For Jake’s box I chose a sturdy vintage Ohio Blue Tip matchbox. Its face is scattered with Vietnamese characters and Jake’s favorite aircraft. The background of the interior of the box is a repurposed photo from an old cookbook – demonstrating how to picnic with the family when on the road. The floor of the interior of the box is a segment of a photograph from my A CLOSER NY collection, called RWB. Selected for its patriotic splash, it acts as the foundation upon which Jake’s new foodie adventures in America may spring.
CLICK TO SEE ALL 21 STILLS and to read the testimonial I received from Jake! MORE
Featured here is a work commissioned as a gift for a woman named Hilary, a prize-winning author in a love affair with architecture (primarily French 17th century and American 20th century), and most notably the grid system of NYC. In charge of NYU Abu Dhabi, Hilary appreciates the “kaleidoscopic” effect of street life afforded by the grid, and supports the rise in green infrastructure. I learned that apart from her otherwise healthy diet, ice cream sundaes are her delight.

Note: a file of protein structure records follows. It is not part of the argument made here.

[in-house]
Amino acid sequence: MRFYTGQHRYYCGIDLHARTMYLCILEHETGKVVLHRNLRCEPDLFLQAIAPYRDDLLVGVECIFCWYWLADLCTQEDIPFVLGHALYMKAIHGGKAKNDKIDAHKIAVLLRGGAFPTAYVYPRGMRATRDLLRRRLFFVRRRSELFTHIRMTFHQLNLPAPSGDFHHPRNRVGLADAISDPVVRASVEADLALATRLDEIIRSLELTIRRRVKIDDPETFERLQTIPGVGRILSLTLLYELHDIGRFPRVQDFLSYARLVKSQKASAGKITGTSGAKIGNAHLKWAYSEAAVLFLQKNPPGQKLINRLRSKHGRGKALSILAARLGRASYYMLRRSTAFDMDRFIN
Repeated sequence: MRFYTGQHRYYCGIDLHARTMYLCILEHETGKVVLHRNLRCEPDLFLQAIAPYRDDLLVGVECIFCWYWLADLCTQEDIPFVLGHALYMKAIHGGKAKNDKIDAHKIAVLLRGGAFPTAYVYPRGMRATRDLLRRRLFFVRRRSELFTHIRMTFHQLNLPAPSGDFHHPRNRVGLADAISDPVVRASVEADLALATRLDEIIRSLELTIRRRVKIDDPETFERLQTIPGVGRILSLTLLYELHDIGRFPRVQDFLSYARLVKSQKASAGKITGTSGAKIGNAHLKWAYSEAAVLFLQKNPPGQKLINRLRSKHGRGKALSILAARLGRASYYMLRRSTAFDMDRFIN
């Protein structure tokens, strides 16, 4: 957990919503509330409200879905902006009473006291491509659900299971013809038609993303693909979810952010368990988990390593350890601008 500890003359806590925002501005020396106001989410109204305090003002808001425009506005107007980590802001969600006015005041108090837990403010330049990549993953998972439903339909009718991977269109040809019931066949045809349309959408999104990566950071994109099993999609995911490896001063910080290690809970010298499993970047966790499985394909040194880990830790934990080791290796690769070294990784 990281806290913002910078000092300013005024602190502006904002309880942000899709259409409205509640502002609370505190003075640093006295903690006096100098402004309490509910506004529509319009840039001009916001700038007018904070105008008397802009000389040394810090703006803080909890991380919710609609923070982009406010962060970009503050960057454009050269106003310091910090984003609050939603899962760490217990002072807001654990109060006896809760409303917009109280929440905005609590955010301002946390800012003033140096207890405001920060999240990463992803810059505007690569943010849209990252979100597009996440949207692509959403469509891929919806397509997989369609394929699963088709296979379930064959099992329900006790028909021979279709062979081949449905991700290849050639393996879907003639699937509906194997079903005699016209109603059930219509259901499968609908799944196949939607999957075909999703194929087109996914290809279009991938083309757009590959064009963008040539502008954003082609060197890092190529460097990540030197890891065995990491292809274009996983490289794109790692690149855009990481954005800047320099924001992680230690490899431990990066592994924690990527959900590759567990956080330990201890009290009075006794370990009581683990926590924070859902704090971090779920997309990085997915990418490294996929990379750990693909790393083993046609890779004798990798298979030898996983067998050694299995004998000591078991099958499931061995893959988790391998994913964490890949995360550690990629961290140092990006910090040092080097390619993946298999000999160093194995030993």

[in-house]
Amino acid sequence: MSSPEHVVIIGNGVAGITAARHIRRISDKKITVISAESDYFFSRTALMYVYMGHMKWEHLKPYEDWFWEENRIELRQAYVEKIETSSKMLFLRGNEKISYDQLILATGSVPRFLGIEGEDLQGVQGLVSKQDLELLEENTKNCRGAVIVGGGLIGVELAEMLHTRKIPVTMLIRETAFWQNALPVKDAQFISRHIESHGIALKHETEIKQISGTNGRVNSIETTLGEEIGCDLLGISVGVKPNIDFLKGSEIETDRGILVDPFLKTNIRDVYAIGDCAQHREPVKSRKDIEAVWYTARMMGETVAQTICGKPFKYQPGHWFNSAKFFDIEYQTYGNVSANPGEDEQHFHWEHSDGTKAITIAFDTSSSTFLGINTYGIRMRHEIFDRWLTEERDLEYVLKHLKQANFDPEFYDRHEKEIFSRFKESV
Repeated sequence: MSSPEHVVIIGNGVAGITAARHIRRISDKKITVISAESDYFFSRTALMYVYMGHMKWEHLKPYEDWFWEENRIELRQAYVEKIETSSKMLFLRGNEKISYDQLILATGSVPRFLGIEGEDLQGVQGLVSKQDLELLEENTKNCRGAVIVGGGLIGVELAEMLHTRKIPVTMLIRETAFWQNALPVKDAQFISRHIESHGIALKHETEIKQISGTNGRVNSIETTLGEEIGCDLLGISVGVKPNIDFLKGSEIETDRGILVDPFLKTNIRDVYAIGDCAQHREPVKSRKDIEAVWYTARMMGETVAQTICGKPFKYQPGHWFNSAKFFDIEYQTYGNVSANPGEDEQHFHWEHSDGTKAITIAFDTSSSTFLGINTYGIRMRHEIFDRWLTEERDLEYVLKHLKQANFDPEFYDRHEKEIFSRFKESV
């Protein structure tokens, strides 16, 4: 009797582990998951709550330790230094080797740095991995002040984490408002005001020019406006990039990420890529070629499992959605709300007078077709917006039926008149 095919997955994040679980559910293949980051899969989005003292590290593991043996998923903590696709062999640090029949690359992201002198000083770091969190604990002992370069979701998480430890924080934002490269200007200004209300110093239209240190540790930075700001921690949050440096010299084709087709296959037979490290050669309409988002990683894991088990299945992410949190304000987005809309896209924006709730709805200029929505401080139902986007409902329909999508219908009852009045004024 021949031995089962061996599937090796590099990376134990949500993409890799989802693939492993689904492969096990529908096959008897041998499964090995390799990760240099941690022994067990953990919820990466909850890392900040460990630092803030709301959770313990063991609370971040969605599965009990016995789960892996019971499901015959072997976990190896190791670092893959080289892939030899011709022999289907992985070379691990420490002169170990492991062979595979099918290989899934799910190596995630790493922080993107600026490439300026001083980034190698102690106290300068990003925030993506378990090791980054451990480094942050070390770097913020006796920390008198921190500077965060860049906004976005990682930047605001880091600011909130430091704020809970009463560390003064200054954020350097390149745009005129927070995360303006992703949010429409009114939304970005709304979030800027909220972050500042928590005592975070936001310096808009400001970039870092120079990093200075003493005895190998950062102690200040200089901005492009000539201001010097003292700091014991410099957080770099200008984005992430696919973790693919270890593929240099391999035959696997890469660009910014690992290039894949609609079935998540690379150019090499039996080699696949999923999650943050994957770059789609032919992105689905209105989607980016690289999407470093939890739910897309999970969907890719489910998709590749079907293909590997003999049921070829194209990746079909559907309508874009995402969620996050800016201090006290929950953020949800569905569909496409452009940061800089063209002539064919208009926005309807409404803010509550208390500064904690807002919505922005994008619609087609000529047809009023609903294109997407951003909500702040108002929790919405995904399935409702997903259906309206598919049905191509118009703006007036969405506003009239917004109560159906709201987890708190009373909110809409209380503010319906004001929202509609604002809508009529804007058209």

For Hilary’s box I used a slim 4 1/2″ wide “Grand Hotel” wooden matchbox, which is mounted with a rare 1980s plastic Barbie sundae and some early French architecture. On the inside of the box: The woman is an extraction from a faux-vintage greeting card (something about her stance, her look, and her sparkle reminded me of Hilary); the backdrop is from an old postcard of the NYC subway; the NYC grid makes three appearances, and iconic buildings from Abu Dhabi make two. The phrase “Wash the day away” is intended as a wish for Hilary’s renewed health, like a whisper from a side wall suggesting that it may be easier to wash away the harder things in life if we can remain immersed in our fondest loves.
Click for all views! MORE
THE BABY JANE BOX is a commissioned piece created for a most talented writer in Brooklyn named Ethan Hon. He asked me to interpret the Robert Aldrich film from 1962 – What Ever Happened to Baby Jane? – starring Bette Davis and Joan Crawford. It’s a psychological thriller – the story of two rivaling sisters, both former stars, living in isolation in a decaying mansion. Click MORE for all TWELVE box shots! MORE